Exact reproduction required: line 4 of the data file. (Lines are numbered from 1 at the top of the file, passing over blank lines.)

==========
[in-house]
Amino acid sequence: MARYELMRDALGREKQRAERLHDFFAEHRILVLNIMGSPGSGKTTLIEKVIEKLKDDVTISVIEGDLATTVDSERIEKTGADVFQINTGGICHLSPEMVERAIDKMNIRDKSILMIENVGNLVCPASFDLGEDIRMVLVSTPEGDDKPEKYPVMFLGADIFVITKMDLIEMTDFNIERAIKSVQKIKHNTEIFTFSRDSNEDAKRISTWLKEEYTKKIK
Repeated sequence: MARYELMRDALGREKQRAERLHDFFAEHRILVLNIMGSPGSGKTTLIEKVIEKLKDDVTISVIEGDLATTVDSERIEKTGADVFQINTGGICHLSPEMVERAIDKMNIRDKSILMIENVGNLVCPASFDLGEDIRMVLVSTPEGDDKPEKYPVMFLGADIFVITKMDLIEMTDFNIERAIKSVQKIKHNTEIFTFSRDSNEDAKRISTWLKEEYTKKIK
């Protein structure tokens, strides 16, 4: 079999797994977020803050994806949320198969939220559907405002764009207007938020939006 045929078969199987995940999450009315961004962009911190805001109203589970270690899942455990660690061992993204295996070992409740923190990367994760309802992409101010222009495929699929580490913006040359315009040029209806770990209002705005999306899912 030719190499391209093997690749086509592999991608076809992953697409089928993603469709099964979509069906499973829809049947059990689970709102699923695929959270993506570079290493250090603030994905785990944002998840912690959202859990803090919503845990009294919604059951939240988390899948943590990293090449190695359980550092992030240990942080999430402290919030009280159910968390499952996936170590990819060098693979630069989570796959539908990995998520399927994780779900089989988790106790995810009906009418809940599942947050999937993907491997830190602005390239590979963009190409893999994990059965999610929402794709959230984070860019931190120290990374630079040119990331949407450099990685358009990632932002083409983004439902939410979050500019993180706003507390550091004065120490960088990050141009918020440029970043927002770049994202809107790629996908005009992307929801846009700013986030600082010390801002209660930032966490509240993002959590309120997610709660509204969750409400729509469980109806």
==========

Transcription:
């Protein structure tokens, strides 16, 4: 079999797994977020803050994806949320198969939220559907405002764009207007938020939006 045929078969199987995940999450009315961004962009911190805001109203589970270690899942455990660690061992993204295996070992409740923190990367994760309802992409101010222009495929699929580490913006040359315009040029209806770990209002705005999306899912 030719190499391209093997690749086509592999991608076809992953697409089928993603469709099964979509069906499973829809049947059990689970709102699923695929959270993506570079290493250090603030994905785990944002998840912690959202859990803090919503845990009294919604059951939240988390899948943590990293090449190695359980550092992030240990942080999430402290919030009280159910968390499952996936170590990819060098693979630069989570796959539908990995998520399927994780779900089989988790106790995810009906009418809940599942947050999937993907491997830190602005390239590979963009190409893999994990059965999610929402794709959230984070860019931190120290990374630079040119990331949407450099990685358009990632932002083409983004439902939410979050500019993180706003507390550091004065120490960088990050141009918020440029970043927002770049994202809107790629996908005009992307929801846009700013986030600082010390801002209660930032966490509240993002959590309120997610709660509204969750409400729509469980109806």